The country was re-taken by the Spanish, and the Patriot chiefs fled to Mendoza, on the eastern side of the Andes. There O’Higgins befriended Governor José de San Martín, who had been fighting unsuccessfully against the viceroy in what is today Bolivia, and became convinced that a naval attack on Lima from Chile was the only way to put an end to the war. Carrera, on the contrary, tried to establish a Chilean autonomous government in Mendoza, and thus won San Martín’s enmity.
With Carrera out of the picture, O’Higgins joined the Lautaro lodge, an offshoot of Miranda’s secret organisation. He became a loyal and close friend to San Martín, who managed to get enough funding from Buenos Aires to form a 4,000-strong army to invade Chile. They crossed the Andes in one of the most gruelling military expeditions ever: men, cannon, horses, mules, cows and bridges had to be transported over mountains more than 5,000 metres high at some points, with freezing temperatures and almost no water. Yet only a few men died.
With O’Higgins serving as one of his generals, San Martín defeated the royalists at Chacabuco on 12 February 1817 and took Santiago. The battle was almost lost by the Patriots because O’Higgins had digressed from San Martín’s battle plan. Nevertheless, the lodge decided that a Chilean had to be Chile’s leader, not San Martín, and O’Higgins was the obvious choice. The lodge became the shadow government. The war continued for some time in the south, and O’Higgins was nearly killed at Cancharayada.

Naval expedition to Lima

Next in San Martín’s plan was the naval expedition to Lima. O’Higgins supported him fanatically in this endeavour, and managed to financially ruin an already bankrupted country. Even though the royalists had been defeated and expelled from central Chile after the battle of Maipu in April 1818, the war dragged on in southern Chile. Yet O’Higgins preferred to invest in buying ships for San Martín’s expedition to Lima, and hired a very expensive former British naval officer, Lord Thomas Cochrane.
Bernardo’s government had its highs and lows. He was implicated in the killing of Manuel Rodríguez, a notorious Carrera supporter. Nor did he manage to restrain his friends in Mendoza from killing Carrera’s brothers Luis and Juan José in 1818. On the other hand, he stood up to the very royalist Catholic hierarchy and advanced reforms in education and health. He is also credited with important public works.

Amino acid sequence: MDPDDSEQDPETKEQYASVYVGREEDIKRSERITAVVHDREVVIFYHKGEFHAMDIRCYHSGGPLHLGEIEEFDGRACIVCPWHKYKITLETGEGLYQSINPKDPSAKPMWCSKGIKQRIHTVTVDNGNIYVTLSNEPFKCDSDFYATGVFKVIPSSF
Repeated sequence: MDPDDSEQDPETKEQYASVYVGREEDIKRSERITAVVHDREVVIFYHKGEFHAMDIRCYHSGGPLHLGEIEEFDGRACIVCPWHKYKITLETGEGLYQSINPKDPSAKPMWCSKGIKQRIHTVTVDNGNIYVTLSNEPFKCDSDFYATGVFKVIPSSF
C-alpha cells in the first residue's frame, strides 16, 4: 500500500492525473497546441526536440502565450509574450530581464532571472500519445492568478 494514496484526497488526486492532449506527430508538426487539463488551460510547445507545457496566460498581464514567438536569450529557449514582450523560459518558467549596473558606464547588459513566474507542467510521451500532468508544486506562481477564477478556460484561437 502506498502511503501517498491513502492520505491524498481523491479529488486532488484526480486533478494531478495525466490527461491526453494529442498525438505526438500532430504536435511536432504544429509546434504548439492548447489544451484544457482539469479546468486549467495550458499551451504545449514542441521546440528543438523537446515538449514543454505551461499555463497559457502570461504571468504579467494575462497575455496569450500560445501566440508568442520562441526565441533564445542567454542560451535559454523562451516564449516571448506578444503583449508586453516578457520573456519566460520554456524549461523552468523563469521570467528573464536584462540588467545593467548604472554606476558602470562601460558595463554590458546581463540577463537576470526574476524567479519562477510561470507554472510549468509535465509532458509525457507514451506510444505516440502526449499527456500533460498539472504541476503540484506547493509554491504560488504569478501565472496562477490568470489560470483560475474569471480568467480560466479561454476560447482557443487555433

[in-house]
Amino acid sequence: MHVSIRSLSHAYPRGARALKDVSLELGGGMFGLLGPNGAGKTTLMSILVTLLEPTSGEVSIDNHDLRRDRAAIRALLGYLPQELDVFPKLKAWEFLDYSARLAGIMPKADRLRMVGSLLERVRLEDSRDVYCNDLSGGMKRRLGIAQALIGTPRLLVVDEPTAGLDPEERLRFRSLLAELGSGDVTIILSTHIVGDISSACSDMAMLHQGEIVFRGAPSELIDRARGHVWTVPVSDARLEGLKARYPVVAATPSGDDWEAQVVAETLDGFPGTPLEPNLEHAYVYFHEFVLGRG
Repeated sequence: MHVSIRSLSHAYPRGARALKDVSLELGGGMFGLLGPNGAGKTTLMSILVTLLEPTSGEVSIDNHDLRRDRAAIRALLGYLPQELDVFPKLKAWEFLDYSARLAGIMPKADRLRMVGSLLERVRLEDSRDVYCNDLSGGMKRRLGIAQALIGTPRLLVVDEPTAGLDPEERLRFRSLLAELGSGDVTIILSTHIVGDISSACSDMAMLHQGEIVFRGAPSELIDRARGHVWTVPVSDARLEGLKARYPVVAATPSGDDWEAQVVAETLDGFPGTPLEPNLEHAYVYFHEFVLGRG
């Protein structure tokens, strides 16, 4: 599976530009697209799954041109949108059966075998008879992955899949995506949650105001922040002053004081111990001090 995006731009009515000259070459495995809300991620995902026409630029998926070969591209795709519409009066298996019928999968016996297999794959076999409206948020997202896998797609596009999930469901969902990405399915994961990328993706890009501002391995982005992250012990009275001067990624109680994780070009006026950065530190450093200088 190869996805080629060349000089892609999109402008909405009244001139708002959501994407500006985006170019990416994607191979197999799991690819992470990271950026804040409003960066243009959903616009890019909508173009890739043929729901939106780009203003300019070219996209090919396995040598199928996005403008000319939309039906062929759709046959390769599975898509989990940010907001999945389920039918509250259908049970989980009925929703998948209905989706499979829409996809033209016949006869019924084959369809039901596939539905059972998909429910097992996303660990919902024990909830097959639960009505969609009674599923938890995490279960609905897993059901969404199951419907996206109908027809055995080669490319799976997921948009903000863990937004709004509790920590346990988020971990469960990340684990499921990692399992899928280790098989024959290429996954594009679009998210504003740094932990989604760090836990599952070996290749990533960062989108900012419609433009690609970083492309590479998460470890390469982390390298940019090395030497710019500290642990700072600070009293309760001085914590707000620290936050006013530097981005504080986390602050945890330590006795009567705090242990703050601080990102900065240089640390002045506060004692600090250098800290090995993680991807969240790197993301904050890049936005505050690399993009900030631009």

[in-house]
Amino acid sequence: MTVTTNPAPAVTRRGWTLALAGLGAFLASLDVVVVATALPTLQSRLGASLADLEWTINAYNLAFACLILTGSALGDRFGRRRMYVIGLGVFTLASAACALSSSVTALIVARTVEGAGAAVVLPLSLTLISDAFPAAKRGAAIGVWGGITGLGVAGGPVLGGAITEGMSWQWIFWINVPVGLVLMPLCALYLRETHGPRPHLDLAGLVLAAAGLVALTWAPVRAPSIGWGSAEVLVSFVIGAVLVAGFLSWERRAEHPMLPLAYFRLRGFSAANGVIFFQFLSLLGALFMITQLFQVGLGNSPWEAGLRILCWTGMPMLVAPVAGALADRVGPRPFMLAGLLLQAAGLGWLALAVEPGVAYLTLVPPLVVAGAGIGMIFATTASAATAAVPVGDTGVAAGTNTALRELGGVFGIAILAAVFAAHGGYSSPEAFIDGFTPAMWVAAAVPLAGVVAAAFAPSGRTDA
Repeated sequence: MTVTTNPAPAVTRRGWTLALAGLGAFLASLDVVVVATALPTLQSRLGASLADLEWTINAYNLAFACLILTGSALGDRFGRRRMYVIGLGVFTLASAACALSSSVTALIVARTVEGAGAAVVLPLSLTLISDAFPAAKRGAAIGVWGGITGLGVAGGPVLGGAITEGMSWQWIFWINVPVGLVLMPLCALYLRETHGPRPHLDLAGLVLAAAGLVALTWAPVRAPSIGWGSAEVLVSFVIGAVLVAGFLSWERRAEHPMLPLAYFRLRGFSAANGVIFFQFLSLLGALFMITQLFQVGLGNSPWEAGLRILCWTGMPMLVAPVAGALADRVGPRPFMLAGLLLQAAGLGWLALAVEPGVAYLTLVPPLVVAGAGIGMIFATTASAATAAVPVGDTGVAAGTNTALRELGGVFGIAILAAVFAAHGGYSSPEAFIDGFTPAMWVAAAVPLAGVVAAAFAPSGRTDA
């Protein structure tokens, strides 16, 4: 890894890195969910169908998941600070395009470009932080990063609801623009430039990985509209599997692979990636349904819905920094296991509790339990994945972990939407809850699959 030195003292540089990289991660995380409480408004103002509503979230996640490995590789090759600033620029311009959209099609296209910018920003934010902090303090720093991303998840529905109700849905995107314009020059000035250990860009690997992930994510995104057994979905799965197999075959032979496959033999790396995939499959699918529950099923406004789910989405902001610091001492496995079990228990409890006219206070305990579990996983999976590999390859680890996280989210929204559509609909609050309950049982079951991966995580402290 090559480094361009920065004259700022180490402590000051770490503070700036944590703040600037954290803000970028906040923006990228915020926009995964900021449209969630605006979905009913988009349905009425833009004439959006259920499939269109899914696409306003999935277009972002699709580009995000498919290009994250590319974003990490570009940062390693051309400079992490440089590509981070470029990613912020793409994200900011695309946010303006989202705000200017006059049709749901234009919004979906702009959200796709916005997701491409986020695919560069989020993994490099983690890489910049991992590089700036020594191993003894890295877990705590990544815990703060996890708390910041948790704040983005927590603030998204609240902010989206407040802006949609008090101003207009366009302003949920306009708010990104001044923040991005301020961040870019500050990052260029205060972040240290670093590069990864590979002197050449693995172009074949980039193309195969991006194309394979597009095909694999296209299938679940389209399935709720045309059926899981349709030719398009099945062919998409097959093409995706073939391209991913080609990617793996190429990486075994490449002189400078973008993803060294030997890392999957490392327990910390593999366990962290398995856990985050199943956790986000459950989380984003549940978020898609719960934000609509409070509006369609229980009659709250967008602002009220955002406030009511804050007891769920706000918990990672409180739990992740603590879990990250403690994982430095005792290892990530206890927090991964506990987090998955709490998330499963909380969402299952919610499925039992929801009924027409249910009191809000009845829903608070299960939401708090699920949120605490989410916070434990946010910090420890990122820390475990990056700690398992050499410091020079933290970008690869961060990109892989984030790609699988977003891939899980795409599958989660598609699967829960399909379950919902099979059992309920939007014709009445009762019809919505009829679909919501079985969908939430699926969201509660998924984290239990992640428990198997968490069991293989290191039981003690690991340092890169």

But Bernardo concentrated first and foremost on providing San Martín with a navy. San Martín finally did take Lima, but the mood in Chile wasn’t good. Ramon Freire, O’Higgins’s lieutenant and governor of Concepción, threatened him with civil war. In the south the war against royalist guerrillas had caused a terrible famine. Although unwilling at first, O’Higgins finally decided to step down and handed over power to Freire.

Bust of Bernardo O’Higgins in Dublin’s Merrion Square. (Nick Maxwell)

Bust of Bernardo O’Higgins in Dublin’s Merrion Square. (Nick Maxwell)


In the end O’Higgins didn’t leave for Ireland but for Lima, a city he had lived in during his early years. Although he had had correspondence with the Irish side of his family, the

now-independent Peruvian govern-ment had given him properties as a thank-you gesture for his efforts in building the navy. It is probable that he wasn’t so close to Ambrose’s family because as a young man he had had to compete for his father’s money with Ambrose’s brothers and nephews.

O’Higgins spent the remaining twenty years of his life in Peru. He joined Simon Bolívar’s army, which was engaged in fighting Peru’s royalists at Cusco, but didn’t witness any combat. He also (unsuccessfully) solicited Bolívar’s assistance for a return to Chile. In the end he became as Peruvian as he had been Chilean. He sided with Bolívar in his claim that Chiloe Island, in southern Chile, was part of Peru; and later, in the 1830s, he opposed Chile’s war against the Peru–Bolivia confederacy. He died from heart disease in 1842. That same year an Italian had brought the first daguerrotype to Lima, but Bernardo was too ill to get up and have his picture taken. All we have are old paintings and the echo of a myth that still resounds in Chile.

Alfredo Sepulveda lectures in journalism at Alberto Hurtado University in Santiago, Chile.

Further reading:

S. Clissold, Bernardo O’Higgins and the independence of Chile (London, 1968).

S. Collier, Ideas and politics of Chilean independence, 1808–1833 (New York, 1967).

A. Sepulveda, Bernardo, una biografía de Bernardo O’Higgins (Santiago de Chile, 2007).

L. Valencia Avaria, O’Higgins, el buen genio de América (Santiago de Chile, 1980).